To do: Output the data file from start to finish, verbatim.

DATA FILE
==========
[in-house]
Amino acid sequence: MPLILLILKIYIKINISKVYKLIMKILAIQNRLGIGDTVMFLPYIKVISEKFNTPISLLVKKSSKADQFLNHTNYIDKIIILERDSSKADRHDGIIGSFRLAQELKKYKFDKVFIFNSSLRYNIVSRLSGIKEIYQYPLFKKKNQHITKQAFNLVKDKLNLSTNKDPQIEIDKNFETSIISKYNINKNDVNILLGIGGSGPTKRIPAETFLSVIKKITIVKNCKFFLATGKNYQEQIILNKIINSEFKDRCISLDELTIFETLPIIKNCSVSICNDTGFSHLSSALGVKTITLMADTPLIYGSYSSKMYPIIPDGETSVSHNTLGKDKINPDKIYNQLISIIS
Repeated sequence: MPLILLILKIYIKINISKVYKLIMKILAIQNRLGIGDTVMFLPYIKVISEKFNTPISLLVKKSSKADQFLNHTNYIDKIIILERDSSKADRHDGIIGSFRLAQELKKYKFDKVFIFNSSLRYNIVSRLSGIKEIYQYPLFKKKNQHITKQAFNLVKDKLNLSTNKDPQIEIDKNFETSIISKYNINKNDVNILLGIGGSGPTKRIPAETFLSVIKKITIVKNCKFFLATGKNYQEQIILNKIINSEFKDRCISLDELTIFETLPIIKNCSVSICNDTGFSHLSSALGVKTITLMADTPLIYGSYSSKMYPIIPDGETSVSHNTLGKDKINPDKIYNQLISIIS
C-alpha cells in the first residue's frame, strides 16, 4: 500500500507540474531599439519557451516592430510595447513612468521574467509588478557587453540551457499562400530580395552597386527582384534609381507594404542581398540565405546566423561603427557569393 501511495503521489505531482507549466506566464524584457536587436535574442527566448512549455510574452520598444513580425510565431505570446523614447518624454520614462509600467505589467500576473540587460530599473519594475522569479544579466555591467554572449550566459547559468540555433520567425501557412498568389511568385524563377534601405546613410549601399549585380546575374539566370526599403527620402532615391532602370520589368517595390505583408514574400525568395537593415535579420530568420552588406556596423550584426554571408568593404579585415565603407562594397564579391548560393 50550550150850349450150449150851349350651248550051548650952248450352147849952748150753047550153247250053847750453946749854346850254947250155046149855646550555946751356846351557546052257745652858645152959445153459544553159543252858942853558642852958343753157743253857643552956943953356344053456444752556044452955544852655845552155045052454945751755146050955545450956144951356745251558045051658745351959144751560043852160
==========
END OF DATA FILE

[in-house]
Amino acid sequence: MPLILLILKIYIKINISKVYKLIMKILAIQNRLGIGDTVMFLPYIKVISEKFNTPISLLVKKSSKADQFLNHTNYIDKIIILERDSSKADRHDGIIGSFRLAQELKKYKFDKVFIFNSSLRYNIVSRLSGIKEIYQYPLFKKKNQHITKQAFNLVKDKLNLSTNKDPQIEIDKNFETSIISKYNINKNDVNILLGIGGSGPTKRIPAETFLSVIKKITIVKNCKFFLATGKNYQEQIILNKIINSEFKDRCISLDELTIFETLPIIKNCSVSICNDTGFSHLSSALGVKTITLMADTPLIYGSYSSKMYPIIPDGETSVSHNTLGKDKINPDKIYNQLISIIS
Repeated sequence: MPLILLILKIYIKINISKVYKLIMKILAIQNRLGIGDTVMFLPYIKVISEKFNTPISLLVKKSSKADQFLNHTNYIDKIIILERDSSKADRHDGIIGSFRLAQELKKYKFDKVFIFNSSLRYNIVSRLSGIKEIYQYPLFKKKNQHITKQAFNLVKDKLNLSTNKDPQIEIDKNFETSIISKYNINKNDVNILLGIGGSGPTKRIPAETFLSVIKKITIVKNCKFFLATGKNYQEQIILNKIINSEFKDRCISLDELTIFETLPIIKNCSVSICNDTGFSHLSSALGVKTITLMADTPLIYGSYSSKMYPIIPDGETSVSHNTLGKDKINPDKIYNQLISIIS
C-alpha cells in the first residue's frame, strides 16, 4: 500500500507540474531599439519557451516592430510595447513612468521574467509588478557587453540551457499562400530580395552597386527582384534609381507594404542581398540565405546566423561603427557569393 501511495503521489505531482507549466506566464524584457536587436535574442527566448512549455510574452520598444513580425510565431505570446523614447518624454520614462509600467505589467500576473540587460530599473519594475522569479544579466555591467554572449550566459547559468540555433520567425501557412498568389511568385524563377534601405546613410549601399549585380546575374539566370526599403527620402532615391532602370520589368517595390505583408514574400525568395537593415535579420530568420552588406556596423550584426554571408568593404579585415565603407562594397564579391548560393 50550550150850349450150449150851349350651248550051548650952248450352147849952748150753047550153247250053847750453946749854346850254947250155046149855646550555946751356846351557546052257745652858645152959445153459544553159543252858942853558642852958343753157743253857643552956943953356344053456444752556044452955544852655845552155045052454945751755146050955545450956144951356745251558045051658745351959144751560043852160